How Loneliness Can Affect Your Money
Most people feel lonely at different times in their lives, but in a recent study, one person out of 10 reported being lonely or isolated from others “all or most of the time,” according to the Pew Research Center. Loneliness not only impacts mental health, it can also take a toll on finances.
The Pew survey found that frequent loneliness is linked to dissatisfaction with one’s financial life as well as with family, social, and community life. People who say they are dissatisfied with their financial situations are significantly more likely to feel frequent loneliness than those who are satisfied with their finances (17% vs. 5%). There is no evidence of causality but it is worth thinking about. About 14% of people who say they don’t have enough income to lead the kind of life they want report feeling often lonely or isolated, compared with just 5% of individuals who say they have enough income to lead their ideal lives.
A Link to Finances
Although the survey did not draw any specific conclusions, it indicated a link between loneliness and satisfaction with your financial situation, suggesting how frequent loneliness can exacerbate financial woes.
Specifically, loneliness can cause a lack of awareness about major financial issues, as well as an increased vulnerability to fraud. Lonely people have fewer opportunities to discuss finances with others face-to-face and learn from them. This makes it easier for scam artists to take advantage of them by faking emotional support while defrauding them of their money.
Research has also linked loneliness and worsening chronic conditions. One study found that social isolation is associated with an estimated $6.7 billion in additional medical spending annually. As social isolation increases, chronic illnesses can grow more severe and result in higher medical bills and stress levels. This can have a harsher impact on those trying to cope alone.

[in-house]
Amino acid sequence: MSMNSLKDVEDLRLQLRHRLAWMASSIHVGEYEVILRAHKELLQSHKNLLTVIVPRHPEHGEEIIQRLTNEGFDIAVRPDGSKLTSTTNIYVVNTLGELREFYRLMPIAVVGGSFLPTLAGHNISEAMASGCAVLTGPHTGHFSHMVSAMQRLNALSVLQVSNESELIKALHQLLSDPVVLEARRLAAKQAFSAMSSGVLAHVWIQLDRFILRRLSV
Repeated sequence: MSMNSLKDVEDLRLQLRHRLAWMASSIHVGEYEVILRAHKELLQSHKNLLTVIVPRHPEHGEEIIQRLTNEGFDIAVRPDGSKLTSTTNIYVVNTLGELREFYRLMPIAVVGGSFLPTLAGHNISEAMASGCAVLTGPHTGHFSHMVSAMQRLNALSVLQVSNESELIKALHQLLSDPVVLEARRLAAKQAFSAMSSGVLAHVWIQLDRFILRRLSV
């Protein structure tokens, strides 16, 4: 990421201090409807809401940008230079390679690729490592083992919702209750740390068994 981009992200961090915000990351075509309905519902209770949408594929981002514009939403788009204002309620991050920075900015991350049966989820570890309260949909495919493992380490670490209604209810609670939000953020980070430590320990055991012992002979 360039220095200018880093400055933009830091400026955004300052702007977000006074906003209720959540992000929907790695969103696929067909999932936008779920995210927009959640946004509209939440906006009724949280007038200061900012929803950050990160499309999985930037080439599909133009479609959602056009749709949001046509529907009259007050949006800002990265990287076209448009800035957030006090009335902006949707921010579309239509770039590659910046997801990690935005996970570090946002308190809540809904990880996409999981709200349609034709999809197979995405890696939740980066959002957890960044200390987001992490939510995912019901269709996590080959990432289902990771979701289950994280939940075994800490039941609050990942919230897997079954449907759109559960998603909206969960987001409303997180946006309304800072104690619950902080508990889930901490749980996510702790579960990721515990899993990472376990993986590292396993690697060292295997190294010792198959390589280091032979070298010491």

Ways to Be More Connected
Fortunately, there are ways to fight against loneliness. Some of our clients have explicitly made a decision to expand their social circle, and they use MeetUp or other apps for their age group or hobbies. Others are volunteering for what they believe in — politics or the environment or helping children – and this has introduced them to new people with similar values, as well as helped them give back to their community.
Joining or starting a book group or film club are also great ways to bring people together. Other things that are reported to make you happier and less lonely even when you are alone – and I can attest it’s been true for me — are being outdoors, reading, and meditating.
Sources: Pew Research Center, December 3, 2018 and AARP, “Medicare Spends More on Socially Isolated Older Adults,” November 2017